Press Release
February 14, 2018

Tap huge OFW talent pool to end gov't 'technical deficit'

Senate President Pro Tempore Ralph Recto has advised government to look at returning overseas Filipino workers (OFWs) in filling tens of thousands of vacant jobs in the bureaucracy and in government-funded "build, build, build" projects.

From schools to the police to infrastructure projects, there are positions requiring "skilled talent," Recto said.

"Hindi naman pwede na hanggang bibili na lang sila ng jeep, o magbubukas ng sari-sari store ang mga nagbabalikang OFWs. Let us tap their skills. It is one way of reversing the brain drain," he said.

The national government is forecast to end 2018 with 246,596 unfilled positions, while industry leaders have warned that skilled labor shortage might hinder the country's "golden age of infrastructure".

Recto said the Department of Education has teaching vacancies this year, consisting of 81,000 positions authorized in the 2018 national budget plus 34,436 positions carried over from past years' appropriations.

Noting that DepED has this insurmountable backlog in mentors, Recto said DOLE should restart its "Sa 'Pinas Ikaw ang Ma'am/Sir" project which helps OFWs who have degrees in education to land jobs at DepEd.

DepEd, which has a budget of P105.4 billion this year for Basic Education Facilities, which include classrooms, is also setting aside the equivalent of P3 billion for site validation, hiring of engineers, and detailed engineering activities.

Other agencies in need of construction experts are DPWH and the Department of Transportation, the two lead agencies in the government's ambitious P2.5 trillion "build, build, build" program.

The DPWH has 1,777 vacancies in its approved plantilla of 19,501 personnel while the DOTr's mother agency, the Department of Transportation and Communications (DOTC), had 1,297 reported vacancies last year.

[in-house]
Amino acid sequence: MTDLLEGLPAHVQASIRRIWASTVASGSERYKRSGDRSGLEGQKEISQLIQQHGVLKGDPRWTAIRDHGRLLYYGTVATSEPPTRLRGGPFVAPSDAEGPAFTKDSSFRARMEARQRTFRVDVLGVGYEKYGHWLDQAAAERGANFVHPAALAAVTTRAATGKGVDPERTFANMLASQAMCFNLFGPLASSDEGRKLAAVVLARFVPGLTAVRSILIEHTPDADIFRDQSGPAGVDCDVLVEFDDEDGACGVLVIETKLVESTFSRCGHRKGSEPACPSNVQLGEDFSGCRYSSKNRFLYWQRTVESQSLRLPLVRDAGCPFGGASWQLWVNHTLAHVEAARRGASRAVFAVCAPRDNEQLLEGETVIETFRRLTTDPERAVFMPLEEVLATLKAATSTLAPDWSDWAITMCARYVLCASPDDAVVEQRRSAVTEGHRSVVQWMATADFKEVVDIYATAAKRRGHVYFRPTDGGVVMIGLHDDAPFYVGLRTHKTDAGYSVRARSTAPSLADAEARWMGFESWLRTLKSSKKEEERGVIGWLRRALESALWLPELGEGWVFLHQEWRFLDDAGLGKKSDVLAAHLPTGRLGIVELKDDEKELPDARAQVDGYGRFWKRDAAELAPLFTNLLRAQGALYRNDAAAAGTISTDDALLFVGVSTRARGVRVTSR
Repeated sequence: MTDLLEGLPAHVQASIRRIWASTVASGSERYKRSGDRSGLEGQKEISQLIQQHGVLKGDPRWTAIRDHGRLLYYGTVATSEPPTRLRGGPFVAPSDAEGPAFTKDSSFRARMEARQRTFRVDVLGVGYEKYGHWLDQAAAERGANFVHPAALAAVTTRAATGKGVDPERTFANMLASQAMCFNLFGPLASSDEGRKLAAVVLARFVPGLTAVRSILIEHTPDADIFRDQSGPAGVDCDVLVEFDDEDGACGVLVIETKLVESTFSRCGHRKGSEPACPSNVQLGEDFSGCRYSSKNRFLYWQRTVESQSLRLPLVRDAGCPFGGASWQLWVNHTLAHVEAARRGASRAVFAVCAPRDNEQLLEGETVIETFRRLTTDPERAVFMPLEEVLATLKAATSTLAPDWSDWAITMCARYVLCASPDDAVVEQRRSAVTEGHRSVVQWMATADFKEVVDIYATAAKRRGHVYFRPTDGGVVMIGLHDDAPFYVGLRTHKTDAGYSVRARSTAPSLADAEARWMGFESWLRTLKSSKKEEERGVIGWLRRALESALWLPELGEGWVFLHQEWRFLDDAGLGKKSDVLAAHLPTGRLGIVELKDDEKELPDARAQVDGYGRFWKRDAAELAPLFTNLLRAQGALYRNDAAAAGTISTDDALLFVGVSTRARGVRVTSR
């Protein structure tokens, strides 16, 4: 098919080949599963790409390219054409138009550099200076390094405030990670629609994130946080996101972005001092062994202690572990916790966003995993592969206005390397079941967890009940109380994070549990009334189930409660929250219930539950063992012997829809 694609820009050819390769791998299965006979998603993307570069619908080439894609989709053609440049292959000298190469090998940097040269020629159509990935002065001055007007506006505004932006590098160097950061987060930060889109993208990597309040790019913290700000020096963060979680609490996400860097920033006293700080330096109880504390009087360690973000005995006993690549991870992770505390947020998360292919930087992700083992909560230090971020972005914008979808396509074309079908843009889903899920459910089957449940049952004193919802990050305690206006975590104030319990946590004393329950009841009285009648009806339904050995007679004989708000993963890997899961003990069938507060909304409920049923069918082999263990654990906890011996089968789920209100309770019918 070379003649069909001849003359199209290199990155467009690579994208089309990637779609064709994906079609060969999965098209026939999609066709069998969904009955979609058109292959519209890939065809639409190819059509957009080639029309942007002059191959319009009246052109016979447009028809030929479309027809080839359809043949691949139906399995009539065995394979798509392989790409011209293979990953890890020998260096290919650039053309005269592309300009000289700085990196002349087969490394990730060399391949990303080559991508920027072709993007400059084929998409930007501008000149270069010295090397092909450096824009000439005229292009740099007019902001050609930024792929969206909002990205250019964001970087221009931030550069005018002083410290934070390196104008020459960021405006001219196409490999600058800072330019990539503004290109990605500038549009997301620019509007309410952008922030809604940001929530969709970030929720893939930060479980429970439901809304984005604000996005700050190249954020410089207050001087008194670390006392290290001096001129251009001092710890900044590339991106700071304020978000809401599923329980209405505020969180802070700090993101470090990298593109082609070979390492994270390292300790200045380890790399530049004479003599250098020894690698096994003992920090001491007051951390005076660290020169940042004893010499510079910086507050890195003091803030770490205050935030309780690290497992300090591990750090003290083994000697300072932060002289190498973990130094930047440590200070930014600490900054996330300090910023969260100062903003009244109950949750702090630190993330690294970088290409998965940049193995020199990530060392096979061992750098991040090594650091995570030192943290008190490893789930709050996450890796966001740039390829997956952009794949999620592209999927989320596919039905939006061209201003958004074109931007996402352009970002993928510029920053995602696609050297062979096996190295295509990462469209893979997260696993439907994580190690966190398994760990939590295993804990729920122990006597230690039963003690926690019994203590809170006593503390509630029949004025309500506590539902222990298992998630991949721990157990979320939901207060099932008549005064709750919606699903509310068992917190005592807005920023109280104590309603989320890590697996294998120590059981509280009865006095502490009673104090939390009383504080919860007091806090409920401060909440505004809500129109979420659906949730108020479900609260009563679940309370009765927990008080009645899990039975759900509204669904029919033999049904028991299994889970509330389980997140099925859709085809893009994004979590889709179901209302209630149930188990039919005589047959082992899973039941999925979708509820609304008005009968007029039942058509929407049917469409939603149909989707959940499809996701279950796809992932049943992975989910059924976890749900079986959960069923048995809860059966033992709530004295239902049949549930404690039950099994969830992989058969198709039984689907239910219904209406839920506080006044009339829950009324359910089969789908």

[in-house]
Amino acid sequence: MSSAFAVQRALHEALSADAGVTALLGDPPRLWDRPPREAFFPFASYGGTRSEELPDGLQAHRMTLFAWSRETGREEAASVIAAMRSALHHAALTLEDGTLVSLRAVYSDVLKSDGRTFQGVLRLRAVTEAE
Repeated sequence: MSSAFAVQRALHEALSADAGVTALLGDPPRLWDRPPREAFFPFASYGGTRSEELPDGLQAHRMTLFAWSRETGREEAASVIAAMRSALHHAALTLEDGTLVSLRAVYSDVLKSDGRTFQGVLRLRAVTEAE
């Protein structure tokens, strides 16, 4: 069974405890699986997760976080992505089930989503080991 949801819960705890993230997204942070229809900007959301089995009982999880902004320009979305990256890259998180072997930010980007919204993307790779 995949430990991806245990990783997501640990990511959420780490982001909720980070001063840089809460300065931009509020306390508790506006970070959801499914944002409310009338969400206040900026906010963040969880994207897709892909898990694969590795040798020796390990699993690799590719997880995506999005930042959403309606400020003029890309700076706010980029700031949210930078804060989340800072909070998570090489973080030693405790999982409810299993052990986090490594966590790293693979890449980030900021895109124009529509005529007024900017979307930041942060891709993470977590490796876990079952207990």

Former Rails Undersecretary Cesar Chavez said multiple lines to be constructed in Luzon, Visayas and Mindanao would need at least 30,000 workers.

Recto said the lack of engineers, architects, and skilled technical persons had been blamed for budget underspending in the past when projects failed to take off.

"We're hoping that this can be cured by returning talent," Recto said. "Underspending is an offshoot of being understaffed."

Recto said other frontline social agencies are also on a hiring spree.

"The DSWD is in need of more people who will run and manage P142 billion worth of welfare projects. The DOH needs more doctors and nurses," he said.

The Philippine National Police, which has a vacancy of 25,938, plans to hire 10,000 rookie cops this year. "It also needs more IT-savvy staff, cyberwarriors," he said.

To attract OFWs who may want to return to the country and join the civil service, our embassies should start "posting 'help wanted' ads" in consular offices.

"The government has year-round job fair. It remains the number one job recruiter. Thus, it should scout for talent among the OFWs," Recto said.

Recto admitted though that job opportunities in the public sector are not at a volume that can trigger a mass exodus back home, "and the pay relatively is not that big."

"Yes, it makes a little dent. Pero doon sa gustong bumalik na qualified naman at gusto mag-stay for good sa kanilang hometown para naman matirhan ang bahay na matagal nilang pinaghirapan ipundar, magandang i-offer ang ganitong trabaho kesa sa wala," Recto said.

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